The Scoring Session with Matthew J. Blanchard

Matthew J. Blanchard                                                                                                                 5/17/17 

Join me in conducting an experiment...  

I want you to close your eyes, clear your mind and think about Luke Skywalker.  Take all the time you need to conjure a mental picture of Luke and then join me back here.


What came to mind?  Was it an image of him holding aloft his father’s lightsaber?  Was it an image of him in his Jedi cloak in Jabba’s Palace?  Was it him in an X-Wing?  I suspect that for many of you it wasn’t just an image that appeared in your head.  I suspect that like me, when you think of Luke Skywalker the first thing that pops into your head isn’t an image at all but the gentle strings of John Williams’ “Twin Sun’s” motif from the score for A New Hope followed by the iconic shot of Luke watching the suns set.

We film geeks talk a lot about shot composition, lighting, performance, editing.  We dissect the way a film cross-cuts between shots, but there are surprisingly few places where we talk about the music of film.

John Carpenter tells a story of how he showed a rough cut of Halloween to an executive before he added his iconic synth score to the film, the executive supposedly said that the movie wasn’t scary.  That same executive saw the finished film and said that it was terrifying, and Carpenter admits that the only difference between the two cuts this person saw was the final sound mix and the finished score.

Music is often the unsung hero of film, and it’s hard to see why good film music doesn’t get it’s due more often.  Can you picture The Lord of the Rings without at least thinking of Howard Shore’s Shire Theme?  Can you think of Darth Vader without thinking of the Imperial March?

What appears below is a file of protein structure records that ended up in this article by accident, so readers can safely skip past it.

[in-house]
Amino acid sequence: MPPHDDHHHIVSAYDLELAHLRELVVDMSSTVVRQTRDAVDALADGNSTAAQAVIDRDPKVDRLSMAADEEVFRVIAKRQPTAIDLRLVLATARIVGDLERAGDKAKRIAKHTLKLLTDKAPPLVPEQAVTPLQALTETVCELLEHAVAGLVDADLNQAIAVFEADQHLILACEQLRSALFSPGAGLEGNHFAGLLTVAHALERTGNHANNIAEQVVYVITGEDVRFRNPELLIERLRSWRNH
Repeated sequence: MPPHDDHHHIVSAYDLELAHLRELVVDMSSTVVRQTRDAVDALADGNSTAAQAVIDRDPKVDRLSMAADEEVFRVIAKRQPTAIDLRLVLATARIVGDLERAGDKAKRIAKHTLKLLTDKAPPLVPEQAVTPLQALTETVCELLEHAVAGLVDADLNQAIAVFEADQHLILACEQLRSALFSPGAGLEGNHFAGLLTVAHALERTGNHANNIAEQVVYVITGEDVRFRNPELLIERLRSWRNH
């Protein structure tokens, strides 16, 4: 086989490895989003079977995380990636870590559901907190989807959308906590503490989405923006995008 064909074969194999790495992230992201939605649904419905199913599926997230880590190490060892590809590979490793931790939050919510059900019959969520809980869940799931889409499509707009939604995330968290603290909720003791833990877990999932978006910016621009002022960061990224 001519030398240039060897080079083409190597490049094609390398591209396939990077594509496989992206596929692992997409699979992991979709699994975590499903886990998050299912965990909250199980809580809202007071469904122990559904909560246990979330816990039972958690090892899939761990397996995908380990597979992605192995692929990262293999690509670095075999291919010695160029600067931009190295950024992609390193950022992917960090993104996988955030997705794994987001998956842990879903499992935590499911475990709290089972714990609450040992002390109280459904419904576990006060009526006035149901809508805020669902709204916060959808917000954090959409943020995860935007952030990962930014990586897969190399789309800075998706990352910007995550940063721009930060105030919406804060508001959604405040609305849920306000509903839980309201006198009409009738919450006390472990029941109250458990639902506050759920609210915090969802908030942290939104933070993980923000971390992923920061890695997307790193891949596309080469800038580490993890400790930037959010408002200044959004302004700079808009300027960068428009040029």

Score music isn’t the only music that does heavy lifting in a film, the classic 90’s indie rock opus Empire Records has one of the best soundtracks of its era – and the film would lose a lot without it.  To this day there are fans upset that the soundtrack album they purchased doesn’t include a version of the Coyote Shivers track “Sugarhigh” with vocals from Renee Zellweger. 

Can you picture Reservoir Dogs without thinking of Mr. Blonde, a straight razor and Stealers Wheel’s “Stuck in the middle with you?”

Music can tell us more about the characters in the film, or give us clues to the events of the film that the visuals aren’t currently giving us.  

I have spent a large portion of my life listening to film scores and soundtracks, for reasons I cannot easily define: music is my first hook into a filmic world. It has been that way since I first started humming John Williams’ “Superman March” while running around with a towel around my neck as a small child.

Maybe you’re like me and you have lived with filmic soundscapes your whole life.  Maybe you’re a movie lover who wants to delve into music in a new way, maybe you’re a music lover who wants to delve into movies in a new way.  Whatever brings you to the idea of examining film music, you’ve come to the right place.

Each month we’re going to explore one film and its music.  It could be a complete score like Michael Giacchino’s “Rogue One: a Star Wars Story” or a soundtrack album for a film like High Fidelity where the deep cut vinyl selections say more about the characters within the film than the screenplay at times.

I hope this is something that interests you as much as it does me, and we’ll begin the conversation next month with our first film score – and the one nearest to my heart: John Williams’ score to Superman: The Movie.

-MJB- Matthew J. Blanchard